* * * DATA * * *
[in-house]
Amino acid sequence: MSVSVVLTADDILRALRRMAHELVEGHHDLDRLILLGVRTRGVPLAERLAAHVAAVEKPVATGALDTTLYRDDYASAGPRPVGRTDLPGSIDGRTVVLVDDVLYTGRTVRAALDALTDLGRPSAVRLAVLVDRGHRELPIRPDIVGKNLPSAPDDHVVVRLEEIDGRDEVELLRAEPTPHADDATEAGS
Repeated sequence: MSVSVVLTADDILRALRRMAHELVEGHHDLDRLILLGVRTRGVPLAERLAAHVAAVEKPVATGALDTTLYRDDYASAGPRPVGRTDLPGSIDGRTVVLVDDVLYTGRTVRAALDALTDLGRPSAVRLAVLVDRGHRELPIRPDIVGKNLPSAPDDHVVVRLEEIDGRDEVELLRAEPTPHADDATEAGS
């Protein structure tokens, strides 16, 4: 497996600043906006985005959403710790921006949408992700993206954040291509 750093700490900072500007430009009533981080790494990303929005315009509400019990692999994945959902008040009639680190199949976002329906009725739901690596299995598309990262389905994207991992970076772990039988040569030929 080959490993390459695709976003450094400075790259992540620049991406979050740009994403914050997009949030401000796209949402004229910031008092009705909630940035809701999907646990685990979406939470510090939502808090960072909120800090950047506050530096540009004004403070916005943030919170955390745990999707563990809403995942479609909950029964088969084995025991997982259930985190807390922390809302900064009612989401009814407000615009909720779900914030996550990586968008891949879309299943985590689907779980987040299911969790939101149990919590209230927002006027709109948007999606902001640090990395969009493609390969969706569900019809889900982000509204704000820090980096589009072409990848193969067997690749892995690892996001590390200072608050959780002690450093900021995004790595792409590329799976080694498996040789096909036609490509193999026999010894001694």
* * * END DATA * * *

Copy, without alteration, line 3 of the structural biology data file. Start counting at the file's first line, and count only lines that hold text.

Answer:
Repeated sequence: MSVSVVLTADDILRALRRMAHELVEGHHDLDRLILLGVRTRGVPLAERLAAHVAAVEKPVATGALDTTLYRDDYASAGPRPVGRTDLPGSIDGRTVVLVDDVLYTGRTVRAALDALTDLGRPSAVRLAVLVDRGHRELPIRPDIVGKNLPSAPDDHVVVRLEEIDGRDEVELLRAEPTPHADDATEAGS